The Tax Specialist
Designed for the specialist tax professional, The Tax Specialist journal is essential reading for corporate tax advisers, accountants, lawyers and academics. Featuring in-depth analysis, opinion and argument on legislative, administrative and judicial issues it is published five times per year and is available by subscription. Also known as the Red Journal.
The Tax Specialist covers the latest issues affecting your role and your business, including:
- mergers and acquisitions
- international tax
- GST securitisation
- venture capital
- legal professional privilege
- Part IVA
- TOFA, and more.
Australia’s leading journal for corporate tax professionals, is now also available on iPad.
Articles from the current issue:
01 Feb 2015
The rule against perpetuities, which operates to invalidate interests which vest too remotely, has been modified by statute in some jurisdictions, and abolished, in whole or in part, in others. The purpose of this article is to examine what problems may arise in the establishment of an investment trust in the form of a discretionary trust to be governed by the law of a jurisdiction that has abolished the rule, with a view to dispensing with the usual vesting date for such a trust. For purposes of illustration, the article refers to the laws of Queensland, South Australia and Missouri, and deals with issues that such a trust would raise in respect of investment property (real or personal) locally situated in Australia.
The article discusses the rule against perpetuities, questions of choice of law, and the application of the Hague Convention on the Law Applicable to Trusts and on their Recognition
01 Feb 2015
The Full Federal Court decision in Resource Capital Fund III LP v FCT in 2014 concerned a foreign limited partnership which made capital gains from selling a shareholding in an Australian mining company. The court held that the capital gains were properly taxable in Australia. This case is relevant to the taxation of cross-border investments through “hybrid entities”, and investments by non-residents into Australia, particularly in the resources and property sectors. It also has important implications for the interpretation of Australia’s tax treaties where Australia and another contracting state adopt different approaches to taxing a hybrid entity.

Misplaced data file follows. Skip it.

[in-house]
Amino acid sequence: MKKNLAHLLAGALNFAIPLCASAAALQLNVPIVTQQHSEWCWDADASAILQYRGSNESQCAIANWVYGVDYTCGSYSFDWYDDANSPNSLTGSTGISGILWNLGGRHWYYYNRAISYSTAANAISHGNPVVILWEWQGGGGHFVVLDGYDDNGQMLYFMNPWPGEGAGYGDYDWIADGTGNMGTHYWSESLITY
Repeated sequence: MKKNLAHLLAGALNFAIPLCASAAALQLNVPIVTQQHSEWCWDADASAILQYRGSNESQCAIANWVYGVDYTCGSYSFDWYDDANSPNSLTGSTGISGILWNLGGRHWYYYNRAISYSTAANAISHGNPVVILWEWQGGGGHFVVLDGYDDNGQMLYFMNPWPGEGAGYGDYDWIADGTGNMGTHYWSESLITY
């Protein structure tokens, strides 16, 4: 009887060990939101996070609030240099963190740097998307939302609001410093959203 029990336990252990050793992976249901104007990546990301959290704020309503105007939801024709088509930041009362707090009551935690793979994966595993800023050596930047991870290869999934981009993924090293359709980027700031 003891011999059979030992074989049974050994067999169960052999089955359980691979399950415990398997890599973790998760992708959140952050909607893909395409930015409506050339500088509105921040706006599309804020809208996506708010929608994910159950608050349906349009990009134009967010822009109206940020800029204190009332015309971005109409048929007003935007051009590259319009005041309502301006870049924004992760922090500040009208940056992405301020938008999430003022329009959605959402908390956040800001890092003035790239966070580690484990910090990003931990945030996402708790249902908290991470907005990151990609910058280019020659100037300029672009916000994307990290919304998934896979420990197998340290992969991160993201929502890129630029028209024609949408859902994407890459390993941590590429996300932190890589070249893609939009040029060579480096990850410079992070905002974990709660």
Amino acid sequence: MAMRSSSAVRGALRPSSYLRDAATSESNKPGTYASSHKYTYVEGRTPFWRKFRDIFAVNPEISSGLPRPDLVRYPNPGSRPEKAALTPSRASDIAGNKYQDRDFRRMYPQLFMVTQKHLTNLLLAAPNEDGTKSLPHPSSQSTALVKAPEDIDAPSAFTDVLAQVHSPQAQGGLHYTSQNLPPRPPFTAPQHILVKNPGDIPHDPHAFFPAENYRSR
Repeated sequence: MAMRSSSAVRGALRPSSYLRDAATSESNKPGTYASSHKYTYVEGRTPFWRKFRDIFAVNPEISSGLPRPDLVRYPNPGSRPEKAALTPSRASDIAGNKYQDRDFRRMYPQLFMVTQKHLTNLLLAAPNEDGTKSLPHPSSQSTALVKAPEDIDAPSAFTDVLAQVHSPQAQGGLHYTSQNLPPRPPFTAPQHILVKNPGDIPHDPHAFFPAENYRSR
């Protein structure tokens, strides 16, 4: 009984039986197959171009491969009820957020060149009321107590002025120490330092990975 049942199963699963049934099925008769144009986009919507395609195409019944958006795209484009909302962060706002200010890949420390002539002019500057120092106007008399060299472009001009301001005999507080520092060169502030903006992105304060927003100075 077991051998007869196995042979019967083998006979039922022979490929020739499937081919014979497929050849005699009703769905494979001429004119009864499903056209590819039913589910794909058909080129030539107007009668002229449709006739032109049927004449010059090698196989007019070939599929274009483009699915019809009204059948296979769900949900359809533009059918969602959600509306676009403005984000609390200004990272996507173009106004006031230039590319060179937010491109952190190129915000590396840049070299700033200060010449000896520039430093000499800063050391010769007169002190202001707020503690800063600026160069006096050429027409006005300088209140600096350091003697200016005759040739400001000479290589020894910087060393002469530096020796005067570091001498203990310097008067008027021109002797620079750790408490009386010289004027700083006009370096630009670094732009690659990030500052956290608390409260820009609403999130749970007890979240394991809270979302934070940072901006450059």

This article examines the issues arising from the RCF case. It also considers the potential implications of the events that have occurred in the aftermath of the case, including actions currently being undertaken as part of the OECD’s “base erosion and profit shifting” project, as well as the Australian Government’s legislative response to this case.
01 Feb 2015
Part IVA, the general anti-avoidance provision, of the Income Tax Assessment Act 1936 (Cth) was substantially amended in 2013 to eliminate some “perceived weaknesses” identified by the Australian Taxation Office in the then-existing provision. The 2013 amendments have themselves, however, raised many issues of statutory construction. The purpose of this article is to examine some of the most important issues likely to arise from the amendments, and to apply them in practice. The first part of the article provides context by way of presenting an overview of Pt IVA, and then explaining the relevant issues in detail, with reference to the decided cases. These include questions of determination of the tax benefit, statutory choice principles and purpose. The second part of the article then sets out worked examples of how Pt IVA, following the 2013 amendments, might apply to three real-world situations, namely, pre-sale dividends, share/asset sales, and funding choices.